A New Celebrity-Backed Safe Schools Alternative Is Copping Serious Flak

High-profile Australians including Troye Sivan, Missy Higgins, and Joel Creasey have co-signed an open letter to Prime Minister Malcolm Turnbull asking for a new anti-bullying program aimed at protecting LGBTIQ youth, but others have taken objection to the letter’s focus on “tolerance” over “acceptance.”

The letter, which comes after the Federal Government’s decision to cease funding for the Safe Schools program, asks Turnbull and Education Minister Simon Birmingham to implement a new platform that won’t be as “highly politicised and controversial.

“We wish not for controversy but for a program with a goal that everyone can agree on: an end to bullying and domestic violence in Australia.”
In an effort to side-step the criticisms hurled against Safe Schools, including furious claims that it was too heavily focused on ideology than actually stemming violence against kids, the new proposed measures focus on a “tolerance and mutual respect of LGBTI people.”
While the new proposal is obviously aimed at being a more palatable to conservative lawmakers who took umbrage with certain elements of the Safe School program, critics have already characterised the letter as a huge step backwards.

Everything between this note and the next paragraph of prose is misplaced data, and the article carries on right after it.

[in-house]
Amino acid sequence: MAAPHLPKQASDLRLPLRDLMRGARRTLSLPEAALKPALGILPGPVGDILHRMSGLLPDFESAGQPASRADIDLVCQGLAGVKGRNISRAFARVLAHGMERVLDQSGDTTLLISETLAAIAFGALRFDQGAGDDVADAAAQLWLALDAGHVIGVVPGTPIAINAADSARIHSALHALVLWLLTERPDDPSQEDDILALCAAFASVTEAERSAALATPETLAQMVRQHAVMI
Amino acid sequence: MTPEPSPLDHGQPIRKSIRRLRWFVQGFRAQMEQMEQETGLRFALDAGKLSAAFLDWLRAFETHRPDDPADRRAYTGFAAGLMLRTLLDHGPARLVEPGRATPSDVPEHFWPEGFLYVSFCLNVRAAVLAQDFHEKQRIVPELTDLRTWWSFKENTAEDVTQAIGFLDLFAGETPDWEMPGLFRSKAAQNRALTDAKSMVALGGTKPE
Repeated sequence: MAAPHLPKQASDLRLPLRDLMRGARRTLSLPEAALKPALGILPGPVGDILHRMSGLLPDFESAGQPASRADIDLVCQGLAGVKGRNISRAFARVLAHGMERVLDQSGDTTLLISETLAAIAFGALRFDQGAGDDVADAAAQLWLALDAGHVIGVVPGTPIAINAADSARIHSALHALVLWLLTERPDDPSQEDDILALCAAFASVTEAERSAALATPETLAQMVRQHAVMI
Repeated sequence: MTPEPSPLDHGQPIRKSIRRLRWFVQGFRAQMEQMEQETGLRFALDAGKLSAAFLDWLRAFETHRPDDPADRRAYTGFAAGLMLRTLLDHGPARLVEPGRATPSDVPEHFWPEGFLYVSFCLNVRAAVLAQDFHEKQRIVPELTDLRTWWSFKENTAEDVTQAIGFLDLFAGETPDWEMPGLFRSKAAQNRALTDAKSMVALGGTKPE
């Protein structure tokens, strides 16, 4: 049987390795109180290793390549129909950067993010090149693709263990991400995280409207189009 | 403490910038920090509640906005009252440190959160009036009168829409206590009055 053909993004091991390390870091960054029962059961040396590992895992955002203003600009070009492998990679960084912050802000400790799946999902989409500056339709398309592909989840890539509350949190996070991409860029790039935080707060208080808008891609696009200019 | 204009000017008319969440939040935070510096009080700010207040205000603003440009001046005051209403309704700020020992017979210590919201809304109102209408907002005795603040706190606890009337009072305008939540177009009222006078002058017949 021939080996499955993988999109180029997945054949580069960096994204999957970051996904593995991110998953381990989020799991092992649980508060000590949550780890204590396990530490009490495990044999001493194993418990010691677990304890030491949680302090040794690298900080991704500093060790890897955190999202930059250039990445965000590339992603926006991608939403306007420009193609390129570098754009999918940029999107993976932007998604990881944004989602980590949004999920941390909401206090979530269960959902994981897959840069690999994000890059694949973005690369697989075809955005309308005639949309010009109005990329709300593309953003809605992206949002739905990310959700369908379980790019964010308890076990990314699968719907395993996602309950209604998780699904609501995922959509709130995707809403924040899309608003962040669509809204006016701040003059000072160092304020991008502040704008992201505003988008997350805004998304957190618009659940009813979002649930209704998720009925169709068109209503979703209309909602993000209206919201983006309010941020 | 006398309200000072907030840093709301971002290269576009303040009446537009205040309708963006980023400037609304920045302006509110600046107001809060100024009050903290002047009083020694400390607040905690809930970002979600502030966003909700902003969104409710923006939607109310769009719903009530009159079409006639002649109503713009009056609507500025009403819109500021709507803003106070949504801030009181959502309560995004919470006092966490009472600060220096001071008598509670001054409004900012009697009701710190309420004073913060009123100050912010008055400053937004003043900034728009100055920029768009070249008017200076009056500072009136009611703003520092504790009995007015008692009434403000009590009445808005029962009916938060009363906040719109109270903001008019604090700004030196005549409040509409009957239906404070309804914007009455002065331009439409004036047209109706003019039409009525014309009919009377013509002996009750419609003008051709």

Activist and GetUp! communications director Sally Rugg has responded to the campaign by saying “1950s tolerance bullshit is offensive, completely tone-deaf and detrimental to the campaign.” Rugg also described the influence of “privileged, cisgender celebrities” in a program which would also cover vulnerable transgender children as “some Kendall Jenner bullshit.”

Rugg had previously summarised her take on the issue by saying ” [Safe Schools] is also there to make sure straight, cisgender kids understand that people with different sexualities and gender identities aren’t wrong or bad or lesser. Because they aren’t.”

Promoting “tolerance,” as the new campaign puts it, certainly doesn’t seem like it’s entirely in line with that goal.

Benjamin Riley, a Melbourne-based journo whose work focuses on queer issues, has also said the letter’s focus on tolerance “misses the mark” by “framing any other goal as ‘too radical’.”

That perspective has been mirrored, too.

You can check out the proposal in full, and have a look at the full list of big-name signatories, right HERE.

Source: Sydney Morning Herald / Change.org.
Photo: Emma McIntyre / Getty.